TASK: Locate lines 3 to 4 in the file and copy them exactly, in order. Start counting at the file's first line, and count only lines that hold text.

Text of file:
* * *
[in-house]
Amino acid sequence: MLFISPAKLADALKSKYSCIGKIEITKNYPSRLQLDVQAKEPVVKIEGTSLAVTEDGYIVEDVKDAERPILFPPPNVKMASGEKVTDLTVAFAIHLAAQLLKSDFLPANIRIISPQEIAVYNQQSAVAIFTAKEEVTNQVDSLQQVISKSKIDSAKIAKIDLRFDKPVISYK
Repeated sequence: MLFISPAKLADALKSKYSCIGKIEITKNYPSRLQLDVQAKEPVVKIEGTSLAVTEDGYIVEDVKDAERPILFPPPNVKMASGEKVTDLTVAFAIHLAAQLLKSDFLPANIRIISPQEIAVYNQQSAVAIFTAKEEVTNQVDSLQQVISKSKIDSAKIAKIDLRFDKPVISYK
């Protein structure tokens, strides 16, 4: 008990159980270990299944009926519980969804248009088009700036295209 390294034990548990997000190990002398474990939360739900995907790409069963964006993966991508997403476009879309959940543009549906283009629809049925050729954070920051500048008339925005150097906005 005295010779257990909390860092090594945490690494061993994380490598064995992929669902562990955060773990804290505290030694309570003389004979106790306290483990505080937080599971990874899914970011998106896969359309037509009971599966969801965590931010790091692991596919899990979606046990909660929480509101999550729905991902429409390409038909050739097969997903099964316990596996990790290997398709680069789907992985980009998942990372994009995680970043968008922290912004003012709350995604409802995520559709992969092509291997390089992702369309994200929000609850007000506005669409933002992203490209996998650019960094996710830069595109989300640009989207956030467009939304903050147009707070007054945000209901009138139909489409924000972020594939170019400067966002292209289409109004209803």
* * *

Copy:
Repeated sequence: MLFISPAKLADALKSKYSCIGKIEITKNYPSRLQLDVQAKEPVVKIEGTSLAVTEDGYIVEDVKDAERPILFPPPNVKMASGEKVTDLTVAFAIHLAAQLLKSDFLPANIRIISPQEIAVYNQQSAVAIFTAKEEVTNQVDSLQQVISKSKIDSAKIAKIDLRFDKPVISYK
């Protein structure tokens, strides 16, 4: 008990159980270990299944009926519980969804248009088009700036295209 390294034990548990997000190990002398474990939360739900995907790409069963964006993966991508997403476009879309959940543009549906283009629809049925050729954070920051500048008339925005150097906005 005295010779257990909390860092090594945490690494061993994380490598064995992929669902562990955060773990804290505290030694309570003389004979106790306290483990505080937080599971990874899914970011998106896969359309037509009971599966969801965590931010790091692991596919899990979606046990909660929480509101999550729905991902429409390409038909050739097969997903099964316990596996990790290997398709680069789907992985980009998942990372994009995680970043968008922290912004003012709350995604409802995520559709992969092509291997390089992702369309994200929000609850007000506005669409933002992203490209996998650019960094996710830069595109989300640009989207956030467009939304903050147009707070007054945000209901009138139909489409924000972020594939170019400067966002292209289409109004209803």